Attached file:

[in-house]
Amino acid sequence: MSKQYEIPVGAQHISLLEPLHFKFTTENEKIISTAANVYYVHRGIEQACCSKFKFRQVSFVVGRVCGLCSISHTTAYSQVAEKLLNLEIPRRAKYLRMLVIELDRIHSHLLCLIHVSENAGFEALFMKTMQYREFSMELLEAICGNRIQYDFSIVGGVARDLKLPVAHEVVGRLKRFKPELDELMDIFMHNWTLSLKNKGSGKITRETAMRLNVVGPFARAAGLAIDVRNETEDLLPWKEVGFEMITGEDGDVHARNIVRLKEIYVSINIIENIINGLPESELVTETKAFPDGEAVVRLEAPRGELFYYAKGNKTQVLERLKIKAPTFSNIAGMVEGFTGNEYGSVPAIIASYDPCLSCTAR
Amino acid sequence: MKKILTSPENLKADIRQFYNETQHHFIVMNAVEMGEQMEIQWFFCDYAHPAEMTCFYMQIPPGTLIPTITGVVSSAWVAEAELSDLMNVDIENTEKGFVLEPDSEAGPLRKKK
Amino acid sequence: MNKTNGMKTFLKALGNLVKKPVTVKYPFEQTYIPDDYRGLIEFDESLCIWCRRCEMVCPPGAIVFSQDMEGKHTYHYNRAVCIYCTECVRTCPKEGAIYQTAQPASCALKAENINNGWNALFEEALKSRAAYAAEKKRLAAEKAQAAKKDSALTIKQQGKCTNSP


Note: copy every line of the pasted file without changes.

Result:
[in-house]
Amino acid sequence: MSKQYEIPVGAQHISLLEPLHFKFTTENEKIISTAANVYYVHRGIEQACCSKFKFRQVSFVVGRVCGLCSISHTTAYSQVAEKLLNLEIPRRAKYLRMLVIELDRIHSHLLCLIHVSENAGFEALFMKTMQYREFSMELLEAICGNRIQYDFSIVGGVARDLKLPVAHEVVGRLKRFKPELDELMDIFMHNWTLSLKNKGSGKITRETAMRLNVVGPFARAAGLAIDVRNETEDLLPWKEVGFEMITGEDGDVHARNIVRLKEIYVSINIIENIINGLPESELVTETKAFPDGEAVVRLEAPRGELFYYAKGNKTQVLERLKIKAPTFSNIAGMVEGFTGNEYGSVPAIIASYDPCLSCTAR
Amino acid sequence: MKKILTSPENLKADIRQFYNETQHHFIVMNAVEMGEQMEIQWFFCDYAHPAEMTCFYMQIPPGTLIPTITGVVSSAWVAEAELSDLMNVDIENTEKGFVLEPDSEAGPLRKKK
Amino acid sequence: MNKTNGMKTFLKALGNLVKKPVTVKYPFEQTYIPDDYRGLIEFDESLCIWCRRCEMVCPPGAIVFSQDMEGKHTYHYNRAVCIYCTECVRTCPKEGAIYQTAQPASCALKAENINNGWNALFEEALKSRAAYAAEKKRLAAEKAQAAKKDSALTIKQQGKCTNSP